[vc_row type=”in_container” scene_position=”center” text_color=”dark” text_align=”left” overlay_strength=”0.3″][vc_column column_padding=”no-extra-padding” column_padding_position=”all” background_color_opacity=”1″ background_hover_color_opacity=”1″ width=”1/1″][image_with_animation image_url=”12737″ alignment=”center” animation=”Fade In”][/vc_column][/vc_row][vc_row type=”in_container” scene_position=”center” text_color=”dark” text_align=”left” overlay_strength=”0.3″][vc_column column_padding=”no-extra-padding” column_padding_position=”all” background_color_opacity=”1″ background_hover_color_opacity=”1″ width=”1/1″][vc_column_text]Here at Miracle Camp we are dedicated to being a learning-based Youth Service Organization that responds to and implements technology in appropriate ways, while also sharing what we learn with parents desiring to train a godly generation in a media saturated culture. Serving thousands of students each year, the Miracle Camp ministry team sees the need for balance and even boundaries that will protect and influence the next generation of Christ followers. In this three part blog series we hope to provide rationale behind implementing our device free policy for Summer Camps in 2019.
He waves goodbye to the other boys in his cabin as he gets into the car with his mom on the last day of Summer Camp. This high school sophomore spends the first 30 minutes on the drive home talking nonstop about his favorite games, the new friends he made, and the ways God changed him. He doesn’t think to ask for his phone until his mom tells him it is in the backseat. Glancing back at his phone, he shrugs and continues talking to his mother. To her surprise, he says, “I didn’t realize how much I wouldn’t miss it.”
When considering the place of technology in everyday life, there is a dichotomy between “the real world” and “the virtual world.” However, in the age of smartphones, social media, and a dependence on electronics, “we’re no longer in a time when we should be viewing digital communications as not being the “real world.” Electronics have infiltrated nearly every part of life. Rather than trying to separate their influence, which would be nearly impossible, they need to be regulated. With this thought process, we believe that a device-free Summer Camp can deepen the awareness of the technology addiction and give insight to managing it a healthy way.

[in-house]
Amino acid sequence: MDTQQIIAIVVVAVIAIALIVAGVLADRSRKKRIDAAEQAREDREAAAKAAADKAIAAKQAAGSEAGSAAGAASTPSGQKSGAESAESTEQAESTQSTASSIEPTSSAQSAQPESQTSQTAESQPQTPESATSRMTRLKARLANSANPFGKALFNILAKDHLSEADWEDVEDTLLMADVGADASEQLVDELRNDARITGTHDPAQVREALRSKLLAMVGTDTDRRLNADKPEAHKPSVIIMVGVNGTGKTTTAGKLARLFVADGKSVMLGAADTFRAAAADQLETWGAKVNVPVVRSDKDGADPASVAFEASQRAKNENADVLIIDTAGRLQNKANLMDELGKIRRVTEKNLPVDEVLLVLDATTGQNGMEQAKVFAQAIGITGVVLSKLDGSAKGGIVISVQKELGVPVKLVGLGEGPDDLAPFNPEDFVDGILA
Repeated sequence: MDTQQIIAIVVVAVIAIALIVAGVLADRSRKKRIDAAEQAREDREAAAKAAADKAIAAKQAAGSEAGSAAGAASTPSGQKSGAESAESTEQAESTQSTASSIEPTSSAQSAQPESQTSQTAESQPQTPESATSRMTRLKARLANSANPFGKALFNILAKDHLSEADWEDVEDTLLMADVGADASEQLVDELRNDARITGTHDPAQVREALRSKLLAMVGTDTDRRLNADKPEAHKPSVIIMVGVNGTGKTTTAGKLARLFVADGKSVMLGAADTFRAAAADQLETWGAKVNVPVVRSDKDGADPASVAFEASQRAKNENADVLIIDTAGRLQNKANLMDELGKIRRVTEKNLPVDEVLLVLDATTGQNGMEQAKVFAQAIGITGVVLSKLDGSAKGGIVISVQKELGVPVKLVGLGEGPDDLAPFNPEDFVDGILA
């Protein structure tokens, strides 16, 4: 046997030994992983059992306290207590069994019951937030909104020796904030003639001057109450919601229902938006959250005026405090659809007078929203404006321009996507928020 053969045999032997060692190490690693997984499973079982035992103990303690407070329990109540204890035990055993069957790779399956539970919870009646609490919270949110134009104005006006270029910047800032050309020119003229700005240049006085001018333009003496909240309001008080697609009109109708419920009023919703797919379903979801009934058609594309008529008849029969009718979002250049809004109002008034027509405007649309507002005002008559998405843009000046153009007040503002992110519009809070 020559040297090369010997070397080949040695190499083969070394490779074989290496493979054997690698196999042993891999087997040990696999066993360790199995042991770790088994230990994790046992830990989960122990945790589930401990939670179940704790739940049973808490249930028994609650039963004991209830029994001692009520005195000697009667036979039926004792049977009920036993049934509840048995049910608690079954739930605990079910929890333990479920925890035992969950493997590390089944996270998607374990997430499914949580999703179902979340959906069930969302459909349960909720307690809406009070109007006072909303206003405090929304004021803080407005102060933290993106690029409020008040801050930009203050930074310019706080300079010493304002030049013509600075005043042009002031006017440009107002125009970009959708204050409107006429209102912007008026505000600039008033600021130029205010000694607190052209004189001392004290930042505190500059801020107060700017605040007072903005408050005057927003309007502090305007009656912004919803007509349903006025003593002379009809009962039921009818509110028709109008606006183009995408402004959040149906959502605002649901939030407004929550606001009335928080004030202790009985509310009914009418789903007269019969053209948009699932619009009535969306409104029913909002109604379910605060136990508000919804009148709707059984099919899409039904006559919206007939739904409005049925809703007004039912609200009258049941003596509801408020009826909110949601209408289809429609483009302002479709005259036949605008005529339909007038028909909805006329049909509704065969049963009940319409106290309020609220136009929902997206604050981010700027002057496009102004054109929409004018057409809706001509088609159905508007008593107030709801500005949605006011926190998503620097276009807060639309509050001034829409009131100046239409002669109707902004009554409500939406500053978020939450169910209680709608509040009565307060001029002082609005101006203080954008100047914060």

We are asking for campers to leave their devices at home for the week they attend Summer Camp. Our goal is to stimulate healthy conversations regarding technology use and motivate kids to change, resulting in impacting others in terms of phone use. While this is a big picture thought, there are many other benefits of no phones. In a study reported by the CCCA of camps who implemented a no-device policy, 80% of kids were less stressed and anxious without the expectation to keep up with social media. Kids were astonished at how well they connected with others; 92% said they got to know people better because they did not have their phones.
One camper said that with phones, “people would not talk to each other or try new things and just be in their cabin all day. No one would ever leave and everyone would just be zombies.” Kids recognize the detriment that phones would have on their summer camp experience. 72% of campers said camp would have been worse with their phones. When asked how camp would have been different if phones were allowed, one camper said, “I’d want to put everything on social media. No one would make new friends or learn anything.”
A device free week allows students to be fully present in the camp experience without being torn between Summer Camp and their lives back home. This also leads to less drama, bullying, and gossip that comes through social media. Cabin leaders will be trained to facilitate discussions and strategically encourage campers to reflect on their screen use habits during cabin devotion time, natural conversations during activities, and waiting for meals or games to start.
While the device policy is changing, it will not negatively affect parent-child connectivity. Parent e-mails can still be sent through our website and will be delivered to campers each night at dinner. Homesickness calls to home are always available as well and dealt with through the camp nurse. Non-emergency calls can be made on a case-by-case basis—campers simply need to talk to their cabin leader to set up a time to use the office phone. In every case though, we hope that campers enjoy their week so much that calls home are hardly necessary. As always, parents can stay connected through viewing the daily photos (uploaded by 5:00pm the following day). This way, parents can see the fun their kids are having, and campers will be able to look back on their memories when they get home.
Our policy includes the following:
- Campers cannot bring digital devices to camp. This includes cell phones, tablets, handheld video games, smart watches, mp3 players, laptops, drones.
- Digital/disposable cameras are allowed.
- If a camper brings a device, Miracle Camp will send it home with parents or retain possession of the device until the camper’s departure.
We want campers to know what it feels like to be device free. Eliminating devices eliminates the distractions and allows them to fully experience camp, make new friends, and most importantly grow deeper in their relationship with Jesus. After camp and looking to the future, they can make an informed choice as to how and when they utilize phones, social media, and more.
If you have any questions regarding the new policy, feel free to contact us at firstname.lastname@example.org!
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